I have already outlined what we as the USG are doing in conjunction with other donors like the UK. INEC must work to provide confidence in the voters, to encourage the Nigerian public's participation in national elections in 2011 and educate voters on the election process.
I think we all know what the immediate needs are for YOUR 2011 elections: a transparent voter, educated voters and a transparency process. The last biggest challenge on this road map we are talking about today is TIME. TIME is not on your side, particularly if you end up having an election in January 2011 or February 2011.

· Consider this illustrative example, remember this is just an example:
  • If your elections are in January or February 2011 – from now until then you would need to register or verify the registry of nearly 13 million voters every month;
  • Meaning every day, every day you would need to register or verify the registry of 500,000 voters or 50,000 voters every hour to be ready.
  • We understand that you have 120,000 polling sites and nearly 20-40,000 satellite locations.
  • Meaning every month you may need to organize and make sure nearly 25,000 polling sites are ready

But I have faith in the will of the Nigerian people, the will of the Nigeria voter to want this done so credible elections can be held. As a friend I want you to succeed. These are the stops on the roadmap to get there. We are with you every step of the way in a supporting role. But you must be in the lead. I have outlined the road map I see for you today. You must be in the driver’s seat on this road to Nigeria’s 2011 elections. Make them credible, Make them transparent, Fund them properly so you can take your rightful place in the community of nations that are not only proud of all of the wonderful things that make Nigeria what it is today, but most important because you…150 strong…desire and deserve a credible and transparent election.

Let your election be your voice. Let your election be choice for credible leadership. Let your election be the time to vote for changing the future of Nigeria. We are with you every step of the way if the things we talk about today or done. We are your friends and we want you to succeed.

Saturday, June 12, 2010

My Visit to Nigeria’s Cradle of Aro Culture & Civilization

On June 10, I visited the historic town of Arochukwu which is regarded as the center of the ancient and historic Aro civilization and society. Reports are that the Aro date back to the early civilization in Nigeria, and that many current south eastern groups hail from Aro roots such as the Igbo -- the third largest ethnic group in Nigeria. Arochukwu is located in eastern Nigeria at the extreme end of Abia State and bordering Cross River and Akwa-Ibom states. The Aros have rich cultural heritage. They have made their mark in commerce, academia, sports, and politics. Arochukwu is home to many prominent Nigerians: the late Alvan Ikoku, a frontline nationalist whose portrait is on the Nigerian ten naira note; Professor Humphrey Nwosu, a renowned professor of political science who conducted the 1993 presidential elections which were adjudged as the freest in the history of Nigeria; and Kanu Nwankwo, two-time African soccer player of the year.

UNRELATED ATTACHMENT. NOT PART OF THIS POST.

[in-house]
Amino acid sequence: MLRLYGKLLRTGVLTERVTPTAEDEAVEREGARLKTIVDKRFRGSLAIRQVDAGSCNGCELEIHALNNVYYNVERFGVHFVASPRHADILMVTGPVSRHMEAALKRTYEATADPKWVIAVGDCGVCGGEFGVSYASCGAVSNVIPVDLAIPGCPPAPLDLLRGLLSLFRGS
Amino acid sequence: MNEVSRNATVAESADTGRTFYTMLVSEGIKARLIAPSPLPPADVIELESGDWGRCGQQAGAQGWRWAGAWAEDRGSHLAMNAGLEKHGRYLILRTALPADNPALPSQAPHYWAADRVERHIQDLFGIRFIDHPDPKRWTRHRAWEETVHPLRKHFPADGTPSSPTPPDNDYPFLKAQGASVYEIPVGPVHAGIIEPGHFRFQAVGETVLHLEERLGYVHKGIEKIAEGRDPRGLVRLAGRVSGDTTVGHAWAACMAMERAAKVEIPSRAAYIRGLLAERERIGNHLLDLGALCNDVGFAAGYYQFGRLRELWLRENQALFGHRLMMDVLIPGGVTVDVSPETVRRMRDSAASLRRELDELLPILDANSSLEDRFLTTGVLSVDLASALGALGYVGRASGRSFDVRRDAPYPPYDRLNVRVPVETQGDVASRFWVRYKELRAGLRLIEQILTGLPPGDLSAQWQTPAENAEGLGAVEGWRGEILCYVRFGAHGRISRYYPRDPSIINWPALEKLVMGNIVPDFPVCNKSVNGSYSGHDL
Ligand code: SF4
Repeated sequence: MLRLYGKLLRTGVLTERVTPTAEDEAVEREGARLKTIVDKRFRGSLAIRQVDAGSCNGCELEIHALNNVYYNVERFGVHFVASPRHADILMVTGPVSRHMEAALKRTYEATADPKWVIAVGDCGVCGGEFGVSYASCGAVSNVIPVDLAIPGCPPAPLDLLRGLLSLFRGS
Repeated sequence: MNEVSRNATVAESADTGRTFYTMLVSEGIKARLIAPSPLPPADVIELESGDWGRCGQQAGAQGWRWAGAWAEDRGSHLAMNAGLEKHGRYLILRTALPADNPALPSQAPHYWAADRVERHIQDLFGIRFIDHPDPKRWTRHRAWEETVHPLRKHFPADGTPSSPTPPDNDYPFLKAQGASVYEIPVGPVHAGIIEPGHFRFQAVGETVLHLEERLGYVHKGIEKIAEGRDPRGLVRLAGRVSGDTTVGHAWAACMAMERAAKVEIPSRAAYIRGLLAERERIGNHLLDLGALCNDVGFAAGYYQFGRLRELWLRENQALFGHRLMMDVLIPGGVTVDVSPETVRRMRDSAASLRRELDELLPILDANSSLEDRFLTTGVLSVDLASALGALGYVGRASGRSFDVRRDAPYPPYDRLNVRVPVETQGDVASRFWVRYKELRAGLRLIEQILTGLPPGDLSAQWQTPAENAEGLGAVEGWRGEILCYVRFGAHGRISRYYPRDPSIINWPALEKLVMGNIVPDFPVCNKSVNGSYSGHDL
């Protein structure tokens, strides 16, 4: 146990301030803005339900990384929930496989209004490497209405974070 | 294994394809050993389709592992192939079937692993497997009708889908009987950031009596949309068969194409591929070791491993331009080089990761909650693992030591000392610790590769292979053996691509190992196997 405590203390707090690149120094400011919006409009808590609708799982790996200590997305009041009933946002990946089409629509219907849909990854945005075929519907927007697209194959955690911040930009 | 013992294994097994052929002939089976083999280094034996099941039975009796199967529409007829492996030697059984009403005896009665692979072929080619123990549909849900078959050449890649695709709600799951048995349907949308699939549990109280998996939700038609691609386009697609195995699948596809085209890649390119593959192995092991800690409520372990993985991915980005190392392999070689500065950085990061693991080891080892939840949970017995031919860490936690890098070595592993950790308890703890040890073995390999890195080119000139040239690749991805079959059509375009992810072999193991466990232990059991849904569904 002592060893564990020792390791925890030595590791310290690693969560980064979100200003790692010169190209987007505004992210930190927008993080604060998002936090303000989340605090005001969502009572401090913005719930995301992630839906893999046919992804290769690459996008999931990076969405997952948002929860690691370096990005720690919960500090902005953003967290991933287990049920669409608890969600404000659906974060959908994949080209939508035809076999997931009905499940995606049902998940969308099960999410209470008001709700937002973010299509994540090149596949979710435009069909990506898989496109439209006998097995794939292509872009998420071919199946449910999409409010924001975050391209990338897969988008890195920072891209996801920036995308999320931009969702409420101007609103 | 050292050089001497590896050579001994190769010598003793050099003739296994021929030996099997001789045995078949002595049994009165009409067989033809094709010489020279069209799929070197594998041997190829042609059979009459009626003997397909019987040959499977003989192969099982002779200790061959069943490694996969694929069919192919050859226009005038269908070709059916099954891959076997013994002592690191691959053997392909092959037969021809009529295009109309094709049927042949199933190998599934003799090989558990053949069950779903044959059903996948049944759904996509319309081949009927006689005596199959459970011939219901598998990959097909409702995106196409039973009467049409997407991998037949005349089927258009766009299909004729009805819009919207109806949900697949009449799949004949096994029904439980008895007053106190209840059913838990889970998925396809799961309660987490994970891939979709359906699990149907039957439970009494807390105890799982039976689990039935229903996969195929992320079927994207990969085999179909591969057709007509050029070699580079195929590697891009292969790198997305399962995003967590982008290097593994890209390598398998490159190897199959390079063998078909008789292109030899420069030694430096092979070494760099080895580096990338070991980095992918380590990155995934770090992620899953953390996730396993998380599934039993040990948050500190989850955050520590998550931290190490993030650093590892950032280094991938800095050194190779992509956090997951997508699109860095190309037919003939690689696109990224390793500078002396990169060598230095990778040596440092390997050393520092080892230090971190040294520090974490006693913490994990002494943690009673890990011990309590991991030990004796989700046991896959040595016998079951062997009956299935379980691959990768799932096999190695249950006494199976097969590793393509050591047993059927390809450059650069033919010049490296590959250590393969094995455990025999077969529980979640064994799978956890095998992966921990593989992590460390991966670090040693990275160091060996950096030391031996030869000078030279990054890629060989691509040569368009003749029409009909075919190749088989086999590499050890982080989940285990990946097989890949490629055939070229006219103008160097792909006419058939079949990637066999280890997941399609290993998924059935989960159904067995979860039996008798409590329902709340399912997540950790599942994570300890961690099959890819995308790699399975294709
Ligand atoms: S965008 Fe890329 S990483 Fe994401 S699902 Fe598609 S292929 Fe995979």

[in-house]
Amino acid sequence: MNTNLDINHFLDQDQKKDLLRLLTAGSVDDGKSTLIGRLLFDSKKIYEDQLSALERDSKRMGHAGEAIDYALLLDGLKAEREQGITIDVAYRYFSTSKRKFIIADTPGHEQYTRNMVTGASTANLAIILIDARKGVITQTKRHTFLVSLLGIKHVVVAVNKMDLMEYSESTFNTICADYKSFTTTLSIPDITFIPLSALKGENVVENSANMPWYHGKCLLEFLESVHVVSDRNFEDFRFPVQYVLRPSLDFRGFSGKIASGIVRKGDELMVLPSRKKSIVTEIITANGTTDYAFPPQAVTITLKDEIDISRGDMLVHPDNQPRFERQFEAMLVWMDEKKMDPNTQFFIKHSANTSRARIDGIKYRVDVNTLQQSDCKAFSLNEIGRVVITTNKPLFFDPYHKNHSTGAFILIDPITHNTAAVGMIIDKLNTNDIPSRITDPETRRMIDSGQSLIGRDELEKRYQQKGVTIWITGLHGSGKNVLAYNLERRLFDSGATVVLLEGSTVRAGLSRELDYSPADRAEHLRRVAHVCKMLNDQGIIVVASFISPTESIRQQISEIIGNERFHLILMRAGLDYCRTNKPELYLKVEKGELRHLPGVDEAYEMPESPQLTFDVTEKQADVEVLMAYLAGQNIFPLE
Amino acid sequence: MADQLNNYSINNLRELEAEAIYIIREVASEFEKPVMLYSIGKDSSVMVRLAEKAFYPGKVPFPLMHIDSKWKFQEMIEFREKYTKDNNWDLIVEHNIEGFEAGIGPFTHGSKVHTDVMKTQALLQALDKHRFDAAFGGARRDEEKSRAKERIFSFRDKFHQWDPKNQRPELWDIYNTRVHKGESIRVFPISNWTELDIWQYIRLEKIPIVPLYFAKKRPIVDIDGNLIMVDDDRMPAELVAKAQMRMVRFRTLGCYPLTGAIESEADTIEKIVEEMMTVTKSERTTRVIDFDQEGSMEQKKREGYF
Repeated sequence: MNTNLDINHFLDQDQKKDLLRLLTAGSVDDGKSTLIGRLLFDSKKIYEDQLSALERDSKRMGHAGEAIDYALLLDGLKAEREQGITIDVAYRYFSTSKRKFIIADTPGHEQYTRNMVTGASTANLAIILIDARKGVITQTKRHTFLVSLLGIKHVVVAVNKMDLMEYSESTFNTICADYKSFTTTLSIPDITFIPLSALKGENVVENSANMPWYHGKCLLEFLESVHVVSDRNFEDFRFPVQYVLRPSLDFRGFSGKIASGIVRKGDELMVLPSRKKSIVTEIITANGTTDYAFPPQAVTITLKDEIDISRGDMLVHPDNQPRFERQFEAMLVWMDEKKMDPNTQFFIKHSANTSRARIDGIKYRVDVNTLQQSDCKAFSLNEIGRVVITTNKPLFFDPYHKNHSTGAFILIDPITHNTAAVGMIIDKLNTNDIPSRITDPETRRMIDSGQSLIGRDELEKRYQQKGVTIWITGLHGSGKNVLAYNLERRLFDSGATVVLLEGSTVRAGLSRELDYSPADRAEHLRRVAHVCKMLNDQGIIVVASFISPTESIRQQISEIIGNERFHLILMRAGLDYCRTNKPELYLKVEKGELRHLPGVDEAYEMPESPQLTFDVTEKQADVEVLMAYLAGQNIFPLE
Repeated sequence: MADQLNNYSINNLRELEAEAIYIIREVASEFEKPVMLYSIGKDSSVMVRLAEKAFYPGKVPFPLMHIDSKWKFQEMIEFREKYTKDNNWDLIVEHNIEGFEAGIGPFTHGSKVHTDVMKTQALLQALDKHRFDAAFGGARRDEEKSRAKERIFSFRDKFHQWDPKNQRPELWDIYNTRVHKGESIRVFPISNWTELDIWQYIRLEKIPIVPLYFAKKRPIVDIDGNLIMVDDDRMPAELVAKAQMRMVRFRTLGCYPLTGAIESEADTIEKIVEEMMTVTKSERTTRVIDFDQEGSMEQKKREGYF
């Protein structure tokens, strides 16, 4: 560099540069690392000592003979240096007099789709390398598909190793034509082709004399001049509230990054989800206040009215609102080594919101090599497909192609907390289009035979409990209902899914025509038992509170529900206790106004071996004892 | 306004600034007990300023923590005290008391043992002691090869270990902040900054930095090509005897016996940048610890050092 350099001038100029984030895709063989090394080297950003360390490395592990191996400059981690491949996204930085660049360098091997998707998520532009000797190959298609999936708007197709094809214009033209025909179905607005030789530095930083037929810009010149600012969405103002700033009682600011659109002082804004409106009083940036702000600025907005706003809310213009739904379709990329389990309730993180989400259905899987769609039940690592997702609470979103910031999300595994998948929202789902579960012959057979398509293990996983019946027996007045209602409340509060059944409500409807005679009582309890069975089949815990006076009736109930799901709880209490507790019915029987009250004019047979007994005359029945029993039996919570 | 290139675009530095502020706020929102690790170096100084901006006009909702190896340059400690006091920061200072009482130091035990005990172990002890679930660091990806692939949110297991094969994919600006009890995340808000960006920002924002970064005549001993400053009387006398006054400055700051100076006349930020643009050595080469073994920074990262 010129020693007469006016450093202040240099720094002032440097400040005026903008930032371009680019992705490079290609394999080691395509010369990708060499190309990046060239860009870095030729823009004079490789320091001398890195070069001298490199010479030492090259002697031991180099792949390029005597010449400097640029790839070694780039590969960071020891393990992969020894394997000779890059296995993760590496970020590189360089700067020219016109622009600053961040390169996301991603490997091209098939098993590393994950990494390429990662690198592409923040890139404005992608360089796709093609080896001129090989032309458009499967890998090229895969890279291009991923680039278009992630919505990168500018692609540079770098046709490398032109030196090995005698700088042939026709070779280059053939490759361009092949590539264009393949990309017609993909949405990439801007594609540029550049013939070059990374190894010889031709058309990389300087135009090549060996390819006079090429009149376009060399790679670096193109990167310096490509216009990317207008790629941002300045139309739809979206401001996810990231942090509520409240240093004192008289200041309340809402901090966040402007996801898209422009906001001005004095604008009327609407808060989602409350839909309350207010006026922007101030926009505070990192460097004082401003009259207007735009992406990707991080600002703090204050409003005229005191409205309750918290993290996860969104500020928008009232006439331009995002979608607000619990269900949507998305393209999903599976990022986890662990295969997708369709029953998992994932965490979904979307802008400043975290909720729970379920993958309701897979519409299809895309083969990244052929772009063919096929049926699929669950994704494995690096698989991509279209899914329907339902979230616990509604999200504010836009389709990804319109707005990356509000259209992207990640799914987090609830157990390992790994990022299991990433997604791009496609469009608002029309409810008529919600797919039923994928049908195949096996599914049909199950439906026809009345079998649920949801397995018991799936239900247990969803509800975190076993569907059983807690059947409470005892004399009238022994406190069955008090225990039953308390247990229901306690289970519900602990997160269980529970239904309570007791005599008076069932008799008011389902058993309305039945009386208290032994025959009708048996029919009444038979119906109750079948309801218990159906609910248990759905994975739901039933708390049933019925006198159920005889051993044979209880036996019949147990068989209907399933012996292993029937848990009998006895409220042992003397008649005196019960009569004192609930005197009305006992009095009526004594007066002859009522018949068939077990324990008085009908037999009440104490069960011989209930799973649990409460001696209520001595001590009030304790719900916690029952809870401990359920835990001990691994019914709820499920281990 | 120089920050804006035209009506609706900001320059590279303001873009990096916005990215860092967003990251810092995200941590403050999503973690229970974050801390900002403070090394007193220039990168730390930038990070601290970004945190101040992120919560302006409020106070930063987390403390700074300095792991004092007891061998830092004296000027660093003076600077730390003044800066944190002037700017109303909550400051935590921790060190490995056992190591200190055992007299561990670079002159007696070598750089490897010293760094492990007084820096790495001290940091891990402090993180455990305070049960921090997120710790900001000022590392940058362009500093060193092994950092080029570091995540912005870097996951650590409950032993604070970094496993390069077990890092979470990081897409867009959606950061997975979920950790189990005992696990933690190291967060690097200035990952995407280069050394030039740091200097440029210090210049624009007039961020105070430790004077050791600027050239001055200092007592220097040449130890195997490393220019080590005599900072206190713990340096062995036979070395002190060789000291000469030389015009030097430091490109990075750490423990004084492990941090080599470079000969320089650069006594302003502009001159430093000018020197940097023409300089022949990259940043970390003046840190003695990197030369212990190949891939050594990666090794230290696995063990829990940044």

Apart from paying a courtesy call on Eze Aro, His Royal Majesty Mazi Ogbonnaya Okoro, the traditional ruler of the Aro community, I met with the “Okpnakpon” (the highest decision making council of Aro Kingdom), women’s groups and ordinary citizens. I was given the title Ada Mazi (daughter-leader of Arochukwu) while there. In my speech at the Eze Aro’s Palace, I pointed out that my visit to Aro land underscores the US government’s respect for other cultures and traditions. I told the audience that my mission was to learn more about the people and traditions of the Aro community as part of USG outreach to different Nigerian communities to build mutual understanding. I highlighted my respect for their culture and the history of the kingdom.

While at the Palace, I met with Daa Mgbafor and Mgbokwo Okereke, 80-year twins who were lucky to be saved by Mary Slessor (1849-1915), a Scottish missionary who preached against the cult/witchcraft killings of twins which was then a prevailing practice in Arochukwu. Ms. Slessor came to Arochukwu for evangelical activities after first stopping in Calabar, the capital Cross River State.

I also visited the House of Okoroji and the Oracle of the Long Juju which are both considered the major hallmarks of Aro society. These sacred sites were used to adjudicate cases among the Aro citizens. While the House of Okoroji served as the court of first appeal, the oracle of the Long Juju is the final judicial authority. The House of Okoroji is over 200 years old and has over 35 artifacts such as the rare original Nsibidi writings on the walls denoting the Aro secret society (Ekpe or Leopard) of the region, swords, gates and other interesting historical items which show the contact Aro people had in the past with other peoples, especially Portuguese slave merchants. I was received by Mazi Orji and Ohabiro Okoroji, direct descendants of Mazi Okoroji, the founder of the House of Okoroji prior to British colonial rule in Nigeria.